29. lebeau u ever think of making an article about mark hamil he was the lead of star wars yet his career didnt go as big as harrison ford supporting role in star wars u would think a leading man in one of the biggest movies all time he would have a lot of movies offers more then ford i dont know what happened outside of star wars not sure if he ver did other movies


  30. its funny u say jude and colin were never a lists yet u say kilmer can be considered one kilmer was never as big as jude or colin jude being cast in sky cpatain and colin being cast in big budget could mean there a listers in the rise like kilmer but unlike val they had hits where one can aruge they were the drawing points like phone booth swat cold mountain closer kilmer was not why people saw batman forever he latched on to a successful franchise hence why his lead roles before and after batman mostly flopped


  31. Hey dwmcguff, do you have plans on updating the status of Winter’s Tale since it hugely bombed with critics and audiences back in February?


    • 10 Awful 2014 Movies That Deserved To Bomb At The Box Office:

      1. Winter’s Tale

      Budget: $60 million

      Box office: $30.8 million

      Colin Farrell doesn’t have much luck when it comes to picking decent projects to sign on to. He’s proven that he’s a capable actor in movies such as In Bruges and Seven Psychopaths, but for the most part his films are poor efforts with rubbish box office returns to show for it.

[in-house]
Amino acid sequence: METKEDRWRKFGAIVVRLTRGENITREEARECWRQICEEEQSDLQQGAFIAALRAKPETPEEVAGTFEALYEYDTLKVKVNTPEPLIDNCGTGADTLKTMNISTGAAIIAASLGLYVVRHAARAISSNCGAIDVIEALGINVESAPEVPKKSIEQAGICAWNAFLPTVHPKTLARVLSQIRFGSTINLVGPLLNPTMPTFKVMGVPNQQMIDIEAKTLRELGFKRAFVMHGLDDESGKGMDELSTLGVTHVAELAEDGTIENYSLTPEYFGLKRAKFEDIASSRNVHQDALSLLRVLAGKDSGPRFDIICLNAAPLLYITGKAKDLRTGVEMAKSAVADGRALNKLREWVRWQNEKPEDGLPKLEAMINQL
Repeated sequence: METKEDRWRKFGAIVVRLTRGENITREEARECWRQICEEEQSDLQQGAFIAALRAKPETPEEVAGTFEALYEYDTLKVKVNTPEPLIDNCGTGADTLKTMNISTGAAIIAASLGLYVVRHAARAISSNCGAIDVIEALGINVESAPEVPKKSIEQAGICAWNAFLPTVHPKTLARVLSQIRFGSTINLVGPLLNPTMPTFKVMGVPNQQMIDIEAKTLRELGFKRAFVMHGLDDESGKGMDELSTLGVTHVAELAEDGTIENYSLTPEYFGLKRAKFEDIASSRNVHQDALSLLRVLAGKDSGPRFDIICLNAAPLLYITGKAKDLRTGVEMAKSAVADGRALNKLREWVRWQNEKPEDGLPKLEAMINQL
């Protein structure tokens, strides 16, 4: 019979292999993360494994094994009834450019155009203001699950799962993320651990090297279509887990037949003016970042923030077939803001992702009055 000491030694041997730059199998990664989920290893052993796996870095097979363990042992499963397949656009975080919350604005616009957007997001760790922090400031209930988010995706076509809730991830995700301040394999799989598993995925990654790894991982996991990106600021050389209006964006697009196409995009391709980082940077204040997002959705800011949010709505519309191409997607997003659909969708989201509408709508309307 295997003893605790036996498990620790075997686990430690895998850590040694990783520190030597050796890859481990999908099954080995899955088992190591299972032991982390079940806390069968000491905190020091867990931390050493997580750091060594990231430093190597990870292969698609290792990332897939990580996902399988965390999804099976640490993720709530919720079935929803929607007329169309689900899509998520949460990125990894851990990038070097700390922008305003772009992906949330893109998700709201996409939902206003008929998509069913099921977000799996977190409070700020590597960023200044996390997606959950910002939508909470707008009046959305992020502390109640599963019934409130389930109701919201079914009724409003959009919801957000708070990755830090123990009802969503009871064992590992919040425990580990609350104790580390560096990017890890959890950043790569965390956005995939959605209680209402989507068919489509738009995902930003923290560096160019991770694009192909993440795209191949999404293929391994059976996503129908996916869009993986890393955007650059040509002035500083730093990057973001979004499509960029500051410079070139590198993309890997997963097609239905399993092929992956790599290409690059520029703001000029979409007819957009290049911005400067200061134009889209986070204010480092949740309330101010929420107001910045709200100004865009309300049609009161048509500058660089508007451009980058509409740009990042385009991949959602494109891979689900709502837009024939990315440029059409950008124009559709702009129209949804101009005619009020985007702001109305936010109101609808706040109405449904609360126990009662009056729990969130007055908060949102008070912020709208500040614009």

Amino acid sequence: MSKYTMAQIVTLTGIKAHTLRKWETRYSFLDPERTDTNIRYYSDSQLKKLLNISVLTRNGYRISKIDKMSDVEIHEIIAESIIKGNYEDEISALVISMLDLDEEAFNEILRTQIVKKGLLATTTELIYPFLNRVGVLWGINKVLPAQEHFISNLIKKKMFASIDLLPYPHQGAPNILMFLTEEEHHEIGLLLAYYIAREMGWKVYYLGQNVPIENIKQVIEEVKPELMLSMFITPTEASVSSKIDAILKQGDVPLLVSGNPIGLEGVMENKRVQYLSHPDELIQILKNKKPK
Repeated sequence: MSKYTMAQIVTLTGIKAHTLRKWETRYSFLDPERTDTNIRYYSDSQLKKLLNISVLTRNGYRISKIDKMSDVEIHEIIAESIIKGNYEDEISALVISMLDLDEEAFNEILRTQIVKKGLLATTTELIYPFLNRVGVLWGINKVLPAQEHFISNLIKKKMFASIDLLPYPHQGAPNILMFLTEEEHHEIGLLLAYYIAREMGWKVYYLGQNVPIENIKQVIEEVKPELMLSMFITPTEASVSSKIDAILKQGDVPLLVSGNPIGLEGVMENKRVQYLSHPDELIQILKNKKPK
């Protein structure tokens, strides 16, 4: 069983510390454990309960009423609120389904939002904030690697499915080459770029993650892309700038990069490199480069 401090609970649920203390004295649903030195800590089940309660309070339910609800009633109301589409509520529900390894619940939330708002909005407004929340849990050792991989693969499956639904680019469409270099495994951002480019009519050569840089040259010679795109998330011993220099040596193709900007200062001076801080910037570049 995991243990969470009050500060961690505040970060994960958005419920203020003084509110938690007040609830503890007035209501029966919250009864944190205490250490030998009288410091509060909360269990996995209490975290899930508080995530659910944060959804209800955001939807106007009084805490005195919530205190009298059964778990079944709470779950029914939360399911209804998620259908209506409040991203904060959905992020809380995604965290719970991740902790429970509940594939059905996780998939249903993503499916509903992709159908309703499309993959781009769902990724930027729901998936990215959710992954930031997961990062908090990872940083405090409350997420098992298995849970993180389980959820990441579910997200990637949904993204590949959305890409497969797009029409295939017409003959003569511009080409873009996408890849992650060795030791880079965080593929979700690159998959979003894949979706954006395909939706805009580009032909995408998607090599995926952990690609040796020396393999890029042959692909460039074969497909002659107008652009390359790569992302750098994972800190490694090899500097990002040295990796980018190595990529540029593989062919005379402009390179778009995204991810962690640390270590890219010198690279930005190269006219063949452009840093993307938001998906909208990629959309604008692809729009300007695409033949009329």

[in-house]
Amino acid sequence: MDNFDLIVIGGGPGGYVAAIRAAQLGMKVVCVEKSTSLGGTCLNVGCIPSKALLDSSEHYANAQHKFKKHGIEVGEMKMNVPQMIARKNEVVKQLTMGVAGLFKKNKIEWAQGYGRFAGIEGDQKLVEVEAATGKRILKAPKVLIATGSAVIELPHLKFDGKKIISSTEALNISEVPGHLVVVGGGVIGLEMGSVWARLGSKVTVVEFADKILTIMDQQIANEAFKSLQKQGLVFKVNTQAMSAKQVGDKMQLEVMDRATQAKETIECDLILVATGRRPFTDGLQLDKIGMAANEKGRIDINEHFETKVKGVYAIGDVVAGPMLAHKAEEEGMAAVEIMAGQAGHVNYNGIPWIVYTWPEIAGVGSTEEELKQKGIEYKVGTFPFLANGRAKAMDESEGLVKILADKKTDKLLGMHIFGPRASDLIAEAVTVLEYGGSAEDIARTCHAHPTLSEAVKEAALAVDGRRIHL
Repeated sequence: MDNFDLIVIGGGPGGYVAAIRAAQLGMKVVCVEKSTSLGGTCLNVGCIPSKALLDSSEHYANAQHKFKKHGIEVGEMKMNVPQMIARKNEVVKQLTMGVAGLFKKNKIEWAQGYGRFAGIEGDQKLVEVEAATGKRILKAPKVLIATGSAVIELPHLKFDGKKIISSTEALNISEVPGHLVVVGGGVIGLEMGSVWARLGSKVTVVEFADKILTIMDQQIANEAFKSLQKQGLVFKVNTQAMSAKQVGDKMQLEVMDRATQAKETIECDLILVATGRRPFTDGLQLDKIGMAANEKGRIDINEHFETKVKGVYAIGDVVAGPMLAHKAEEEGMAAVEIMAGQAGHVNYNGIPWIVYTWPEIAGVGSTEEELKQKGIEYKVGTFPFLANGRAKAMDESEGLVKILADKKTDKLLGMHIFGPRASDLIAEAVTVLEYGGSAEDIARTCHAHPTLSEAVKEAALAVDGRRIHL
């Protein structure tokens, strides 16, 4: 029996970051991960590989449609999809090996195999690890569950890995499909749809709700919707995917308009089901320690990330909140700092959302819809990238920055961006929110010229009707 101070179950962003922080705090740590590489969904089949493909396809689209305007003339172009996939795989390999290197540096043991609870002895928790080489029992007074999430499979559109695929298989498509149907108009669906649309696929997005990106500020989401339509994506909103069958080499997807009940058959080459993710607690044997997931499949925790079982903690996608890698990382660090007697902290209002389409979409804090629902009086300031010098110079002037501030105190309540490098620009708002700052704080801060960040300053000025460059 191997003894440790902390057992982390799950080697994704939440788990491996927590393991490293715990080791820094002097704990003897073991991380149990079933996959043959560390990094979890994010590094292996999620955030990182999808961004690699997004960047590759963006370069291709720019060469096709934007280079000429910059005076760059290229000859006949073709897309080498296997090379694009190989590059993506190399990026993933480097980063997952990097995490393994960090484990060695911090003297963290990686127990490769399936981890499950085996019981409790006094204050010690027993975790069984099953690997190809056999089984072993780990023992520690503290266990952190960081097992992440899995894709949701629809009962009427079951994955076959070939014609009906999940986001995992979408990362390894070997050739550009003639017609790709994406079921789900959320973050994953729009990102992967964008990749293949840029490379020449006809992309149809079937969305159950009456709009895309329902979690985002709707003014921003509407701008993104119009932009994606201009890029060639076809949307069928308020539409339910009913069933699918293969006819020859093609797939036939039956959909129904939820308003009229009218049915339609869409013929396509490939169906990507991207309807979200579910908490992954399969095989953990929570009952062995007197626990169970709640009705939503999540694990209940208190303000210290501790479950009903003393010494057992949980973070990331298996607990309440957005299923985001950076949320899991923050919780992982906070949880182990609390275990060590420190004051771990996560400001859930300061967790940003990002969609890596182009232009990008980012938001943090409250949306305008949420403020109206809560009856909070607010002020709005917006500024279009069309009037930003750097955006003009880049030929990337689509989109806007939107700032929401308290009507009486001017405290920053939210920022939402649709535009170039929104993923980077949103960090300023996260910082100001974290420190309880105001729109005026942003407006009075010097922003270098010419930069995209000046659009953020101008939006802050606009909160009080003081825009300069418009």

Winter’s Tale might just be the lowest his movies have sunk to, which is really saying something. The directorial debut of Akiva Goldsman – who previously penned films like Batman And Robin and Star Trek: Into Darkness – aims for the epic with a fantasy story spanning generations and ends up turning out a bit of a turkey. Adding Russell Crowe, Jennifer Connelly and William Hurt to the cast wasn’t enough to save this from being a complete box office flop.

      Flaky romance and Hollywood schmaltz has rarely been filmed with such overblown pretentiousness – Goldsman should perhaps stick to the screenwriting, although with his track record that’s probably not a good thing, either.


  32. he has a kncakc for comedy seven psychopaths in bruges horrible bosses i think comedy is his forte he should aim for comedy by top notch directors


  33. 10 Actors Who Are About To Make A Huge Comeback:

    Colin Farrell – True Detective

    Colin Farrell gets a lot of schtick for being a bad actor, but he has his moments: it’s hard to imagine anybody else in black comedy movie In Bruges, after all, and he made an interesting foil to Tom Cruise’s wrongly accused cop in Spielberg’s Minority Report.

    Still, the actor has fallen by the wayside somewhat in recent years, having appeared in a string of rather terrible movies, including Dead Man Down and the travesty that was Winter’s Tale, arguably the most ill-judged blockbuster ever conceived. His most recent venture, absurd comedy The Lobster, was met with mixed reviews at Cannes 2015.